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Nearly everyone has experienced the painful, sudden contraction of a muscle as it cramps. Certain drugs, pregnancy, dialysis and diseases place you at greater risk for experiencing muscle cramps. Some vitamins, including vitamins D, E and B complex, may help reduce muscle cramping. Always consult your doctor before you begin taking new vitamin supplements.
If you are experiencing serious medical symptoms, seek emergency treatment immediately.
Muscle Cramp Risks
The cause of muscle cramping is not clear, but several risk factors increase your chance of muscle cramping. These include dialysis, pregnancy, exercise, salt and electrolyte imbalances, diseases, and disorders that affect certain nerves, blood vessels or muscles. Certain medications also have been associated with muscle cramps. By taking preventive measures, such as gently stretching your muscles and drinking plenty of fluids, you may reduce your risk of muscle cramps. However, if you continue to be plagued by painful muscle cramps, supplementing with certain vitamins could help.
If you are extremely deficient in vitamin D -- less than 15 nanomolar per liter of vitamin D in the blood -- you may experience muscle cramps and fatigue. A study published in the “Journal of Clinical Endocrinology & Metabolism” in 2013 supplemented 12 individuals who had a severe vitamin D deficiency with 20,000 international units of cholecalciferol, a form of vitamin D, every other day for 10 to 12 weeks. After the supplementation with cholecalciferol, vitamin D levels improved in the subjects, as did symptoms of muscle cramps and fatigue.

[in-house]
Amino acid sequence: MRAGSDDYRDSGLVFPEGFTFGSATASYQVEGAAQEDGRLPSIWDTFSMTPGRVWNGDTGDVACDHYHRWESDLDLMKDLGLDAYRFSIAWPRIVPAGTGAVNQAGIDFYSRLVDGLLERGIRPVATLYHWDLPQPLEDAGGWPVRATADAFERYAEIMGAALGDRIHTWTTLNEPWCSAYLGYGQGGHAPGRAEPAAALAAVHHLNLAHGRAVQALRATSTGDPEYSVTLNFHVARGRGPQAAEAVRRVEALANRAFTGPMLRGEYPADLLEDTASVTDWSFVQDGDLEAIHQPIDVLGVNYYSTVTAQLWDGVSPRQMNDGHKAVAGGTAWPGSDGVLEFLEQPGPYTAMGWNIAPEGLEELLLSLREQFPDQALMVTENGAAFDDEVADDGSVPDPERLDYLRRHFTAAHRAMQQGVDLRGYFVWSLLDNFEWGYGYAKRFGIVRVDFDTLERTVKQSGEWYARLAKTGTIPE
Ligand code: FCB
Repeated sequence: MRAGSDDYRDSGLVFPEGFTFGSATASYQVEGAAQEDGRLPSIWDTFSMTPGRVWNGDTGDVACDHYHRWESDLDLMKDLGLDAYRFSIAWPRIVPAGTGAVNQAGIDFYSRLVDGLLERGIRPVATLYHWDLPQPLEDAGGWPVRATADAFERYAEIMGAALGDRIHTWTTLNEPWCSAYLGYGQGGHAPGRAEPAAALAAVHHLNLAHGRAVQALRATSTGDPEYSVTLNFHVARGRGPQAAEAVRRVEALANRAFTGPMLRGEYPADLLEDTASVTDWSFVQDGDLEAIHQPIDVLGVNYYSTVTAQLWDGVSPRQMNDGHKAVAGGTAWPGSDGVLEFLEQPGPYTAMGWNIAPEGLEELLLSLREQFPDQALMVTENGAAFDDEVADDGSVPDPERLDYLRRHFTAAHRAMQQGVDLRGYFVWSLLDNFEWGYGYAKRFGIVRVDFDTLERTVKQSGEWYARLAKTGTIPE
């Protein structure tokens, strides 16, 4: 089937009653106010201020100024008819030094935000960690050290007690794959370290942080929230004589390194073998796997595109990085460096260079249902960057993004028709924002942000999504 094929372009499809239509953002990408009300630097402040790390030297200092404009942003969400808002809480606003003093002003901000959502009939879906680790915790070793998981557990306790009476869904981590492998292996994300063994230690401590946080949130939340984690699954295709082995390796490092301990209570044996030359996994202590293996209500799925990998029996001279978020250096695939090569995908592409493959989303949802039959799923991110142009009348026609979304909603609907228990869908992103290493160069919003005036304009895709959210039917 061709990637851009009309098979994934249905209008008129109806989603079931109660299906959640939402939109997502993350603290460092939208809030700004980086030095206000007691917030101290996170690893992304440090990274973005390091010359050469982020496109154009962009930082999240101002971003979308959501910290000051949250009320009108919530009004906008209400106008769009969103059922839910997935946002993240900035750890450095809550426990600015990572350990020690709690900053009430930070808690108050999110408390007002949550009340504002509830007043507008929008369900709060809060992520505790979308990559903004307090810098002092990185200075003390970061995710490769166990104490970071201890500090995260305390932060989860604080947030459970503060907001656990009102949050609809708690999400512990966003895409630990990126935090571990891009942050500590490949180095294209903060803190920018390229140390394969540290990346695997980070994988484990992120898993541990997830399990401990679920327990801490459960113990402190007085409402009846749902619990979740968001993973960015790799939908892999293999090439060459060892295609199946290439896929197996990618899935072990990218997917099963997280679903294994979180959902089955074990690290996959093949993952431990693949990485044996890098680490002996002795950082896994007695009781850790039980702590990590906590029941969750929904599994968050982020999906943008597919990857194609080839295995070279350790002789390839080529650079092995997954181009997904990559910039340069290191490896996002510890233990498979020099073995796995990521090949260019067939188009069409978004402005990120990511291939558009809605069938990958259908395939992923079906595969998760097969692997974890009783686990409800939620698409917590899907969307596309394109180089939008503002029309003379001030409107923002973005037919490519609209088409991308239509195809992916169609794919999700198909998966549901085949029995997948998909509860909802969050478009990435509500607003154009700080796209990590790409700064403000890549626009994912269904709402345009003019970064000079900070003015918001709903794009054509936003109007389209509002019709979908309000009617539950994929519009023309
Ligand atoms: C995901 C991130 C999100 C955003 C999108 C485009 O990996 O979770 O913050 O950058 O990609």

People who undergo hemodialysis, a treatment for kidney failure, may experience muscle cramps. Researchers who published their work in “American Journal of Therapeutics” in 2010 randomly selected 19 patients undergoing hemodialysis who experienced at least 60 muscle cramping episodes over a 12-week period. Next, they supplemented participants with 400 international units of vitamin E for 12 weeks and recorded the number of muscle cramps subjects experienced. Researchers found a 68.3 percent reduction in the number of muscle cramps episodes during vitamin E supplementation compared with the number of episodes before supplementation.
Pregnant women may also experience painful muscle cramps. In a study published in the "International Journal of Gynecology and Obstetrics" in 2007, researchers divided 84 pregnant women into four groups. Group one received 500 milligrams of calcium carbonate once daily, group two received 7.5 millimolar of magnesium aspartate twice daily and group three received 100 milligrams of thiamine and 40 milligrams of pyridoxine daily. Group four was the control group and received no treatment. Participants then reported whether they experienced absolute, relative or no improvement in their cramps. After four weeks, 15 women in group three experienced absolute improvement in their cramps versus only two women in the control. Group three had the highest level of absolute improvement of all the groups.
- Merck Manuals: Muscle Cramps
- Clinical Evidence: Leg Cramps
- Obstetric Anesthesia Digest: Vitamin B Supplementation for Leg Cramps During Pregnancy
- The Journal of Clinical Endocrinology & Metabolism: Improving the Vitamin D Status of Vitamin D Deficient Adults Is Associated With Improved Mitochondrial Oxidative Function in Skeletal Muscle
- American Journal of Therapeutics: A Selected Controlled Trial for Supplementary Vitamin E for Treatment of Muscle Cramps in Hemodialysis Patients
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